Saturday, May 18, 2024

Teachings of Self Realization: Sri Ramana Maharshi

Q: It is said that there is enlightenment and there is "ignorance." You are said to know about enlightenment. How is one to go from ignorance to enlightenment?

Bhagavan: We have to contend with our age-long conditionings. They will all go. 
We have simply to throw out all the age-long concepts, which are in us. 

Knowledge of "multiplicity" is ignorance. We have regarded as real what is unreal. We have to give up this attitude. That's all that is required for us to attain true knowledge (enlightenment]. 

"Differences" are a consequence of delusion. All knowledge based on differentiation is only ignorance. Perceiving objects as apart from oneself, the ignorant one is deluded. An ignorant person thinks that an individual "I" exists. 

To whom does illusion come? To the mind, or ego, who feels it is a separate entity: who thinks, "I do this"; or "this is mine." 

One suffers because of the idea that the body is "I". Misery is all due to this deluding connection. It is one's ignorant outlook that one should give up. 

It causes you needless grief.


Monday, May 13, 2024

Nirvana Shatakam

Verse 1

In the first verse is the negation of the subtle body and the subtle elements which form the subtle body.

mano-buddhyahaṅkāra-cittāni nāhaṁ
na ca śrotra-jihve na ca ghrāṇa-netre,
na ca vyoma-bhūmirna tejo na vāyuḥ
cidānanda-rūpaḥ śivo’haṁ śivo’ham. (1)

I am not the mind, intellect, ego or memory (the four aspects of what is known as antaḥkaraṇa). Nor am I (the five organs of perception) the ear, tongue, nose, eyes, (or skin), nor (the five elements) the space, earth, fire, air and water.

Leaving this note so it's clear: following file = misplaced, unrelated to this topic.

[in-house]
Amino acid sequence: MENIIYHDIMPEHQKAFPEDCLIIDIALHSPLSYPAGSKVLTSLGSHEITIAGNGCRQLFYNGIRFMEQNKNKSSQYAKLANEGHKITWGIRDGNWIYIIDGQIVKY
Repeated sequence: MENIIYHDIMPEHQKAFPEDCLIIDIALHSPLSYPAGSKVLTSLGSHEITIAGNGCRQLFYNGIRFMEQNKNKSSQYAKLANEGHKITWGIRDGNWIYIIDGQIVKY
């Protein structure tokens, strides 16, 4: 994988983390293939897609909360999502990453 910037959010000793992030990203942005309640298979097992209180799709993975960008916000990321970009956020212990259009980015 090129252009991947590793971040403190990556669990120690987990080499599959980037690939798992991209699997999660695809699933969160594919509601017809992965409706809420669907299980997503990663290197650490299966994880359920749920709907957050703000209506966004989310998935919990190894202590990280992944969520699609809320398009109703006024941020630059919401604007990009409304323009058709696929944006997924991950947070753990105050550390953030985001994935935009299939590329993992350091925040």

I am pure Knowledge and Bliss, I am Śiva, auspiciousness itself.


Our inner instrument (antaḥkaraṇa) comprises of four aspects each having its own function. The mind that thinks or imagines, the intellect that discriminates and decides, the ego that calls itself the self, the doer and enjoyer, and the memory that recollects past experiences. 

The five senses are the ability to hear, feel, see, taste and smell. 

The sāttvika aspects of the five elements (space, air, fire, water and earth) in their subtle form are called the tanmātrās. They are the material cause that constitute the subtle body. 

The subtle body (sūkṣma śarīra) along with its constituent elements is here negated as not being the true Self. 

Obviously the true Self (ātmā) being the illuminator, or the enlivener of everything else including the subtle body, cannot be those illumined objects. Then, what is the true Self, the real I? 

The affirmation comes from Bhagavān Śaṅkara, 

‘I am of the nature of pure Consciousness and Bliss Supreme – the one Reality behind everything – I am Śiva, the auspicious.’ 

When we constantly and sincerely start practising meditation, chanting the verses and reflecting on them in this way, the mind slowly acquires a certain calmness, purity and clarity and becomes capable of abiding in the Truth.